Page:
Claire Pritchard, Associate Consultant (Email)
The coronavirus pandemic is causing many communities around the country to put their emergency purchasing procedures into effect. Here are some best practices for emergency purchasing, as well as some examples of communities that are applying them.
Most municipalities require purchases above a certain threshold to be approved by a majority vote of their elected body. However, elected bodies can’t meet in person to review purchases right now due to the shelter-in-place requirements. While they can get around this hurdle by enabling bodies to meet by phone, as the Town of Taos, New Mexico does, this approach relies heavily on technology, which may be untested in many communities. In addition to the technology hurdle, requiring a meeting to approve a purchase prevents municipalities from being able to meet the needs of their communities quickly, which ironically is what’s most needed during an emergency.
For these reasons, it is best to delegate purchasing authority to individuals during a state of emergency. Providing purchase approval authority to more than one person is critical in case someone becomes unable to report to work.
Another best practice during an emergency is to remove the limit on certain individuals’ purchasing cards, or p cards. Though this requires trust in employees and training in the appropriate use of p cards, it increases a municipality’s flexibility and speed to make purchases when they’re needed most. This strategy also reduces administrative work in the short term, helping free up staff for more urgent duties.
Given that social distancing requirements are in place and conditions are constantly evolving, municipalities should review all active contracts and identify where services may be impacted, then amend the terms, if needed, either by extending the timeframe or modifying the scope, to enable a contractor’s ability to complete their work. In some cases, contracts may have force majeure clauses allowing changes to the scope or timeline due to external factors, such as the pandemic. In other cases, contracts may require amendments to change the scope or timeline. Just like the spending issue, specific individuals should be given authority to approve change orders during a state of emergency without the need for approval from the elected body.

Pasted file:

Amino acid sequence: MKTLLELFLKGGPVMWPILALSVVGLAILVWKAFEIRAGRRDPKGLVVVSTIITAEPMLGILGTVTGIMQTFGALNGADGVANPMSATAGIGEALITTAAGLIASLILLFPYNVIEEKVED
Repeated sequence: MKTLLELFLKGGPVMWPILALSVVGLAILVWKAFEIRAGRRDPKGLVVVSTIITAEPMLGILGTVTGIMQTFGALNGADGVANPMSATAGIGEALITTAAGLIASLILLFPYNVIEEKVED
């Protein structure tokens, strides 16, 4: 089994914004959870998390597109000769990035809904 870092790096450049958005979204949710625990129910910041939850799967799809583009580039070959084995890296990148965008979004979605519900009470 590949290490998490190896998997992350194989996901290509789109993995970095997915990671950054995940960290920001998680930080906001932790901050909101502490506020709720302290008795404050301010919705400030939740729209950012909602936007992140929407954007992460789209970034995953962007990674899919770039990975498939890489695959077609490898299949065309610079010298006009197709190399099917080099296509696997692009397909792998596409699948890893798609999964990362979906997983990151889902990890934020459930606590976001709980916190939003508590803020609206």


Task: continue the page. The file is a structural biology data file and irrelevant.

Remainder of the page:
If additional authorities are required to make a contract change, municipalities should amend their purchasing policy now, to grant those authorities in states of emergency, or they should issue or amend an emergency declaration to authorize certain positions to approve change orders on the municipality’s behalf. This will help ensure that the organization is appropriately positioned for the future, whatever takes place.
Some communities’ declarations of emergency have expiration dates that require the elected body to vote to extend it.
Many communities have competitive bid requirements for high dollar purchases. While this is prudent under normal circumstances, retaining these requirements during an emergency inhibit a community’s ability to meet its urgent needs. Different communities have taken different approaches to suspend these requirements during the pandemic. Some communities have chosen to suspend their purchasing requirements entirely during this situation.
It is important to track expenditures carefully during an emergency to monitor resource availability and ensure that funds are being allocated as effectively as possible. Carefully tracking expenditures provides the data communities need to prepare well for future emergencies. In many cases, a log of expenditures is also required for reimbursement from state or federal agencies. For these reasons, each municipality should keep detailed records of emergency purchases. The International City/County Management Association has produced a guide for tracking and managing coronavirus recovery costs.